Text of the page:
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Expanded Metaphors

May 14, 2012

In this post, I’m going to deposit three metaphors I have developed.

1. The Islands (on gender and socialisation)

You start off in a plane, ready to parachute down to the islands. You are handed two sketch maps of islands, and told which you will land on. (If you were to compare your maps to someone else in the plane, you’d see they weren’t exactly the same, but you don’t get a chance.) You jump, and land.

Some people find their map to be quite accurate to the island they find themself on. Others attempt to alter the island to look like the map. Still others realise that the map they should be looking at is the other map, the one they were told they’d never need to use. And some find an island that isn’t on either of the maps.

I landed in the sea.

2. Hills and Valleys (on depression)

When you’re at the bottom of a hill, it’s hard to climb it. You’ve climbed hills before, and you no longer see the point. It takes so much effort to climb the hill, and everyone else seems to believe it’s easy. But you’ve spent too long in the cold of the shade, and long to feel the sun on your face. The only way to is to climb. Eventually, you do.

Everyone has told you about the beauty of the view from the summit. But all you see is a series of valleys and difficult climbs, stretching off into the distance.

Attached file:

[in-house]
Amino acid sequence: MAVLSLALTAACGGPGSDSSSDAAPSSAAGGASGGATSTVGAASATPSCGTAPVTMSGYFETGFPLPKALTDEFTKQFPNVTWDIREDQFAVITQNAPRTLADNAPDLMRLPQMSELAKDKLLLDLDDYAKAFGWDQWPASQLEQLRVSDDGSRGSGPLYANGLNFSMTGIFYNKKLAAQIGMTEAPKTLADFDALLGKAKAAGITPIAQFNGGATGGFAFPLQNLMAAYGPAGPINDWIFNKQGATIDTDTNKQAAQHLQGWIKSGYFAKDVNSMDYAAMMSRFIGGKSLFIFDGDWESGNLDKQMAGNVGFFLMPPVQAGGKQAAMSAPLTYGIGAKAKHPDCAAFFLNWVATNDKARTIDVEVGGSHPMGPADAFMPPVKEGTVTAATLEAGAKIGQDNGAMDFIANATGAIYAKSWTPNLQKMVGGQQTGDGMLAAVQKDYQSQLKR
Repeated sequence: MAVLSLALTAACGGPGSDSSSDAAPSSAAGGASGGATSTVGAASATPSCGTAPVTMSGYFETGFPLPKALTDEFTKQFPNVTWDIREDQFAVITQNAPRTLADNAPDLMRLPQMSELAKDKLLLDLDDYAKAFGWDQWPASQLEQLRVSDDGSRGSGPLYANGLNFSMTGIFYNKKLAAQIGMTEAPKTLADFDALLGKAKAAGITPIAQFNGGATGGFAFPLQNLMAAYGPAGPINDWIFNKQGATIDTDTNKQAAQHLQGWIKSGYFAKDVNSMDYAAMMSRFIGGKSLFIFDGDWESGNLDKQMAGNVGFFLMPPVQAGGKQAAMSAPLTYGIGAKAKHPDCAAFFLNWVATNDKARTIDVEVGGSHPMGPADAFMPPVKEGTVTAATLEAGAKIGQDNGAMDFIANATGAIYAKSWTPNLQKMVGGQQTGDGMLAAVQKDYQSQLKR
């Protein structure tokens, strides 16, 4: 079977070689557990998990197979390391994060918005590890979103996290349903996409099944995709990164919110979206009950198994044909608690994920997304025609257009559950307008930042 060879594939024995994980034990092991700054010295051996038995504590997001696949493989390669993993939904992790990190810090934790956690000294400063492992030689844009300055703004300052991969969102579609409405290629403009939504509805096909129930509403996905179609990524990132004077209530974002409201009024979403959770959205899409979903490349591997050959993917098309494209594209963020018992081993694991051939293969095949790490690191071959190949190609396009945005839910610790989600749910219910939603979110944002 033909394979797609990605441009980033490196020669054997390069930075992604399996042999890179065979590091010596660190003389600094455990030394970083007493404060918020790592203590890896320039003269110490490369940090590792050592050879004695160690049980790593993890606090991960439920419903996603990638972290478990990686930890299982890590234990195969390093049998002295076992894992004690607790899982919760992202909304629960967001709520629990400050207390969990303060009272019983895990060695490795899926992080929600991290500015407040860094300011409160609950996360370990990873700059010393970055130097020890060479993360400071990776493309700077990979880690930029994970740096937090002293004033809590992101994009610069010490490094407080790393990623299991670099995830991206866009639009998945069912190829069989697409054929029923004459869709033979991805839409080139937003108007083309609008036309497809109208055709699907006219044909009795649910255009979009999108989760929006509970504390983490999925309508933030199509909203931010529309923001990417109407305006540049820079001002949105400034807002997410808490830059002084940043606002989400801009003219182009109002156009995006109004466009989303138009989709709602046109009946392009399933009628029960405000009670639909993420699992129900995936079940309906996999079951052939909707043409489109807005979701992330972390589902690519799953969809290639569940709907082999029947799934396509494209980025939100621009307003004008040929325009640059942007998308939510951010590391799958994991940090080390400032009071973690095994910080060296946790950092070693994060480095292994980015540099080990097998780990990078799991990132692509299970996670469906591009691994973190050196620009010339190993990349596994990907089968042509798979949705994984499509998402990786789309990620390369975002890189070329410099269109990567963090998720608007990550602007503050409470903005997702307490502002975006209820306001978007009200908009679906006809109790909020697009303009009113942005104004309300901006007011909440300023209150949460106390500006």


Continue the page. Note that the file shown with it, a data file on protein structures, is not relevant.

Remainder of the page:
3. Admin Staff (on allyship)

You are a member of university admin staff. You find the students don’t like the admin so much. The students want the admin staff to “take a long walk off a short plank”. Students would rather drink Lakewater than deal with admin staff a second time.

You’re hurt. You’ve always tried your best. Admin staff aren’t like that! If people have problems with your work, they can always fill in the 15 page complaints form.

What should you do? You should find out what the problems are. But don’t just stop a random student and demand to know what they think of you, or organise a 3 hour meeting for students to come to you with their concerns. The students have most likely already collated their issues. Do some research.

And when you’ve found these problems, are you sure you don’t do this? Do your colleagues? Perhaps individuals have been a problem – perhaps policies need to change. Once you’ve made some steps to improve things, you can now talk to the students. Talk how you’re willing to change things. Say you’ve got ideas, but you don’t know if they’re the right ideas.

And students might actually like you.

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